Da Button Factory instantly creates button designs for you, this is essential in making a prototype that looks ‘real’. Once you have designed the buttons you can download them and add them to your Pixlr screens.
Link Up the Prototype
Once you have created your individual screens, you can then use an online prototyping service to add touch points and bring your product to life.
Tools for building mobile apps:
PoP is an amazing app that lets you take photos through your phones camera and build your prototype within the app. You can then share it to others via email which they can use on their phone or desktop. I also like to do this at Balsamiq stage to just help get a feel for the complete product user flow at an early stage.
Tools for web apps:
Invision lets you upload screens directly into their builder, adding hotspots to then help knit your screens together.
Last, Gather Feedback
Once your prototype is ready and the user flows that make it feel like a real app, get it into people’s hands. The idea is to get in contact with potential users or customers and take them through it. You won’t have any onboarding process, so don’t just send it to them – talk them through it until it’s polished enough for them to figure it out themselves.
Find Potential Customers
You should have a good idea of who these people are, you just need to find them.
Tools for consumer products:
Facebook is powerful for seeing a complete list of your friends, then communicate and interact with them intially to schedule a demo call.
Tools for enterprise products:
Linkedin is a brilliant search tool for different industries and jobs, ideally find people who you have common connections with, then just send them a speculative message saying that you have an idea for a product that you would like to get their feedback on.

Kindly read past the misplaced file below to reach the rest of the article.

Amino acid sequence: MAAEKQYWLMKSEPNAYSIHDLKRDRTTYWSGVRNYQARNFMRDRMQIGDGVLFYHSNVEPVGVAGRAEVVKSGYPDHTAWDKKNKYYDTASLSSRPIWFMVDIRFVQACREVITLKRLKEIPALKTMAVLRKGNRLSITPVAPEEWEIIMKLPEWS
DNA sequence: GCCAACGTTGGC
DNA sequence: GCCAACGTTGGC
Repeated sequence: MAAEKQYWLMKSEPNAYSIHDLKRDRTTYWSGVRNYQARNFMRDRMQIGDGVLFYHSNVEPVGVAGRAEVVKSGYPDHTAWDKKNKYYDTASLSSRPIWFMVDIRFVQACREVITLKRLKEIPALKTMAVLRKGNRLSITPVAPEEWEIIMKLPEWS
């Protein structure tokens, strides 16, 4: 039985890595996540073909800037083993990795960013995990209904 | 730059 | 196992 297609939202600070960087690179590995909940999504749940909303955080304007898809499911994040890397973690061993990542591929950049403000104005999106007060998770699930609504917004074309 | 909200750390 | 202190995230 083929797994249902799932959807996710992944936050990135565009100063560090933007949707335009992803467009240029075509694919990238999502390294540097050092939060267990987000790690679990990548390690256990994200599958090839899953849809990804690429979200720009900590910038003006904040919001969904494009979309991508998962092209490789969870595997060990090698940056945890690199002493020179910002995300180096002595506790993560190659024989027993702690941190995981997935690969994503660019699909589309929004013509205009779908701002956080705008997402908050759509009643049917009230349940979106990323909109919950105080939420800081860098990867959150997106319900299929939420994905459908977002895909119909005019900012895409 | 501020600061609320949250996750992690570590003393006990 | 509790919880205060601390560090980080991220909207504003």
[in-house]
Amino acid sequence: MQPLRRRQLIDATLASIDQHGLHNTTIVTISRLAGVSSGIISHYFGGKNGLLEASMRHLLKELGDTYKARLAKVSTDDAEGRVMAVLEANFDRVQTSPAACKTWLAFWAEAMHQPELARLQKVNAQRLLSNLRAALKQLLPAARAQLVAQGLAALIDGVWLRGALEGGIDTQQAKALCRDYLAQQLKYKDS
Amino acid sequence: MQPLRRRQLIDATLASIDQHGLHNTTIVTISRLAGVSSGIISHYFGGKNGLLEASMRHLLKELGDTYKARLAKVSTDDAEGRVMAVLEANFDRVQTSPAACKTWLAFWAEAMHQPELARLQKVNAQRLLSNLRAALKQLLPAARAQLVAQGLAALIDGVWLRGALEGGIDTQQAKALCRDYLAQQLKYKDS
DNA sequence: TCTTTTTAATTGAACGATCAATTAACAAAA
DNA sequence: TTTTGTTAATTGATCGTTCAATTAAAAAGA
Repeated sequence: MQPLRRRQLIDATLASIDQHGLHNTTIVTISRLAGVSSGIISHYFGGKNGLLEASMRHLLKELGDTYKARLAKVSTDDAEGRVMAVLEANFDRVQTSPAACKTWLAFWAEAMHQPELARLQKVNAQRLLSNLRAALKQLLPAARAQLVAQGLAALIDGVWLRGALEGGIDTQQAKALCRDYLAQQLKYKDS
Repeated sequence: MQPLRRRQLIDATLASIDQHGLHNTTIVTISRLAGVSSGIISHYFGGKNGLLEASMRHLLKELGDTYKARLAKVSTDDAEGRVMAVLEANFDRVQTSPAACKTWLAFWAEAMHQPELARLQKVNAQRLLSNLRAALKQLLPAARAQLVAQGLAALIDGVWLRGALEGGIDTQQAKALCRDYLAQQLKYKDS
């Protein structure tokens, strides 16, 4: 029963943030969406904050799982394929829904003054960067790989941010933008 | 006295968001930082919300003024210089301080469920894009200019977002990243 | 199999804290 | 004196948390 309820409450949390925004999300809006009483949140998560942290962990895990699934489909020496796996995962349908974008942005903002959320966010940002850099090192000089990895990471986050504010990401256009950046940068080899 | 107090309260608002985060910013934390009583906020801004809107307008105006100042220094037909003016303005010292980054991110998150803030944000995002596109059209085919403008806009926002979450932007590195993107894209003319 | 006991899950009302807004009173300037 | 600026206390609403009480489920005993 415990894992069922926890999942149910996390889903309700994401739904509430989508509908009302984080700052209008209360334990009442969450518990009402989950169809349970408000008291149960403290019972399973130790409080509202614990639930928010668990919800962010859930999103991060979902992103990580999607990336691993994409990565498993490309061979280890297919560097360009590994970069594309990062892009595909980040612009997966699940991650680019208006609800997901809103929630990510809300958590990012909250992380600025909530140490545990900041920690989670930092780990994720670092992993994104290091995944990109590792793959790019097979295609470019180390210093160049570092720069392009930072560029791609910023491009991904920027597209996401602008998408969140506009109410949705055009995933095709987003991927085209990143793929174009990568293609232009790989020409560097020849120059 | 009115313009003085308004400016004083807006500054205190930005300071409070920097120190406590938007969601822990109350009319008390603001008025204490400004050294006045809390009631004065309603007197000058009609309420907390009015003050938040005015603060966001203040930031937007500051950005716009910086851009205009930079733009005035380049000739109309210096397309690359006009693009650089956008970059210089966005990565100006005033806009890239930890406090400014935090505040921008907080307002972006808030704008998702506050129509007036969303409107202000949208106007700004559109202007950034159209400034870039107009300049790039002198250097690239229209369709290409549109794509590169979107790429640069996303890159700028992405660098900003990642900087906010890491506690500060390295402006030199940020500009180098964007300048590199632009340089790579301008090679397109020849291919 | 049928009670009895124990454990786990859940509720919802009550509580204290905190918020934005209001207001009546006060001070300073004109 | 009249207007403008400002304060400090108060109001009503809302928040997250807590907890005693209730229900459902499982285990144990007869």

Carry Out Your Feedback Loop
After you’ve found some valuable leads, you want to set up a one-on-one call with the person. Remove all distractions to take them through the prototype, or better yet, let them use the product themselves and watch their interactions.
Skype has a share screen feature, so you can start a Skype call then either let them open the prototype on their screen and let them click around with you answering questions and providing feedback, or open it on your screen and talk them through the user flow. Both ways create different forms of feedback.
Make sure you segment and write down all of the feedback you receive. You’re looking for natural responses of interest. One trigger to look for: if they ask questions, that shows genuine interest and intrigue.
My company, Pollen, utilized this methodology. Putting theory to practice, we built a prototype using the tools above. No code was written. It was essentially a PowerPoint presentation with hot spots.
We then created what was called our ‘industry innovators’ group. We spoke to over 100 people in our perspective sector. 8 of these turned into Letters of Intent, and we plan to turn many more into customers.
Building a product out in the open as opposed to a vacuum is foundational. Like the Lean Startup Methodology, it’s a way of tackling problems and assessing situations. Removing speculation and replacing it with validated consensus from actual or potential users. As the saying goes… ‘100 heads are better than 1’.